You’ve decided to take a more serious look at eating organically but a first wave of research has you rather disheartened. You found that organic food is:
- More expensive,
- Not completely pesticide-free and
- Not necessarily more nutritious than conventionally grown food.
These facts are correct. But there’s more to organic food than price and pesticides. Let us explain: take a look below for three wrong beliefs about organic eating that’s holding you back from enjoying them.
- Organic farmers do use pesticides, but they tend to be non-chemical pesticides.
The U.S. Department of Agriculture has a list of the types of pesticides allowed on organic food. Most synthetic pesticides are banned for livestock and crop production, but the USDA still allows a very limited number of “non-organic substances.” Called the National List, it shows which substances can be used for only certain situations (such as up to only a certain amount or only on certain crops).
What’s more, if an organic farmer is growing crops near conventional farms, chances are good the organic crops may receive a small amount of chemical pesticides as they waft over to the organic farm on the wind.
Why this shouldn’t concern you: We don’t live in perfect world: winds blow and bring pesticides with them. Without even natural pesticides, bugs could eat through a farmer’s crops. In other words, organic farmers need to use something to keep the destruction pests can do to a crop to a minimum.
And that’s the operative word here: certified organic produce has been grown in such a way as to keep pesticide exposure to an absolute minimum, which, when compared to the vast amount of chemical pesticides used on conventionally grown produce, is far better for you.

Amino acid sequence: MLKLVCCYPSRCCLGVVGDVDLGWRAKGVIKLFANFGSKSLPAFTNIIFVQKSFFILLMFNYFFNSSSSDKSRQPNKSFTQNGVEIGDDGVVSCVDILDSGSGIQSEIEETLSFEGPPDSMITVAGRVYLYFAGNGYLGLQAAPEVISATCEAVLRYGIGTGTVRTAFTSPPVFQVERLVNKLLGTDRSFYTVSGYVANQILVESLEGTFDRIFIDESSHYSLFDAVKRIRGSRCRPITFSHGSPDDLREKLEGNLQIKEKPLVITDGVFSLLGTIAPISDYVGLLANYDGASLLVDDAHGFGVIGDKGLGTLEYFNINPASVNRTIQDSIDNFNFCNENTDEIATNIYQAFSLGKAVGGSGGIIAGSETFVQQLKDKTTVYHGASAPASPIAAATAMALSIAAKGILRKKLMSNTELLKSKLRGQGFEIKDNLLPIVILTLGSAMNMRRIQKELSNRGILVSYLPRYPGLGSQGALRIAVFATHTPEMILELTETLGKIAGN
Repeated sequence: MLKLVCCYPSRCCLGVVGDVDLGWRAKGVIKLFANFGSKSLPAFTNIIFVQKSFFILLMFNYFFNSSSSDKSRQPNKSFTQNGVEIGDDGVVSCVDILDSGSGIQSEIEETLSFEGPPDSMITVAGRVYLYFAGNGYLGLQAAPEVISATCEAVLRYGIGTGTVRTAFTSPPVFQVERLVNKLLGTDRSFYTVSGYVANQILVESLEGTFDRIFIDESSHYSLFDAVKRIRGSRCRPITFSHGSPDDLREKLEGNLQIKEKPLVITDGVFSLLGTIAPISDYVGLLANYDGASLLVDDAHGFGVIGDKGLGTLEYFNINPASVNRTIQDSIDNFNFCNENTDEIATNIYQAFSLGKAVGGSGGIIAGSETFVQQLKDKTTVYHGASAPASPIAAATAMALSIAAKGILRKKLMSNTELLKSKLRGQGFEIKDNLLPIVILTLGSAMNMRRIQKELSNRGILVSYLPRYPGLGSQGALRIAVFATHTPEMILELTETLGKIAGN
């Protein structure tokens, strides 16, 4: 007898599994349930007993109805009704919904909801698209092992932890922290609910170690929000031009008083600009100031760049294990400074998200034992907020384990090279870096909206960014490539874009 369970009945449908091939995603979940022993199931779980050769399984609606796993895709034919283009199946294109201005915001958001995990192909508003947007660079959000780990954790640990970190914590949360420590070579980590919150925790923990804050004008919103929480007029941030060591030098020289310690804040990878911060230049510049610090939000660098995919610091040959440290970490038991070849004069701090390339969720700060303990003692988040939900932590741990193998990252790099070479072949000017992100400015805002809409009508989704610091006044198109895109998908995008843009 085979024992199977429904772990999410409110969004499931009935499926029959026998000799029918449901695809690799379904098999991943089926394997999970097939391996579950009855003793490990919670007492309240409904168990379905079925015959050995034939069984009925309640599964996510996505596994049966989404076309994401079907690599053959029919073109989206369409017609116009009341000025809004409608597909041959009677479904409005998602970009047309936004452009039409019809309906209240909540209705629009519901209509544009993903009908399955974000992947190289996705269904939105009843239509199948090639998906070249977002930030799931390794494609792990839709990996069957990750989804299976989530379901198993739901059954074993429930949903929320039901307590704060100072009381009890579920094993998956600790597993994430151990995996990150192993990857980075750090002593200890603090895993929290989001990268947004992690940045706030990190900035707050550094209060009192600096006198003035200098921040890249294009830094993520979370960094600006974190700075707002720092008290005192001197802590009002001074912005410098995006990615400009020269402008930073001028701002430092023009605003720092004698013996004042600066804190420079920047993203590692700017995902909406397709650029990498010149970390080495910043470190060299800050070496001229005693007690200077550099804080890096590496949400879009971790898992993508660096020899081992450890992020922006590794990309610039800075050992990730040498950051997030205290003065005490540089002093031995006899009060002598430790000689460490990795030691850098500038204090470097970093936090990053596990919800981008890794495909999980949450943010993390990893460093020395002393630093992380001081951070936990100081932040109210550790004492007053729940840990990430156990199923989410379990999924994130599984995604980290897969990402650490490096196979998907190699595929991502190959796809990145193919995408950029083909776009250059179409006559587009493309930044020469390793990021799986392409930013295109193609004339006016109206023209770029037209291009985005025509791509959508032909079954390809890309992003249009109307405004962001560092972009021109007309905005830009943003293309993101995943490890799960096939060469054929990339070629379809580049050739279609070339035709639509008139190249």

- Organic food is more expensive, but less than eating out.
Yes, organic food is more expensive than conventional grown/raised food. But too expensive? We beg to differ; it’s all in your priorities:
- How often do you stop by your local drive-thru coffee shop on the way to work to purchase a large caramel mocha for about $4? Multiply by 5 days a week and you’re looking at $20. Could it be argued that that $20 could be better spent on delicious organic fruit or vegetables?
- How often does your family eat out? Eating at home is less expensive than eating out, even factoring in the higher cost of organic food. Convenience foods, in short, are far more expensive than organic food.
- Organic food isn’t more nutritious, but – again – it doesn’t poison your family with chemicals.
Yes it’s true: studies have shown that organic food isn’t more nutritious than conventionally grown food. But it’s still better, if only because organic farmers don’t spread chemical pesticides on it.
Chemical pesticides have been linked to all kinds of nasty effects on one’s health: “Pesticides can be extremely hazardous to the human body and other living organisms, as they are designed to be a poison.”
Why would any sane person want to continue ingesting so much poison? A solution – even if it is imperfect – lies in organic food. Don’t let the fact that organic food is imperfect hold you back from enjoying its benefits.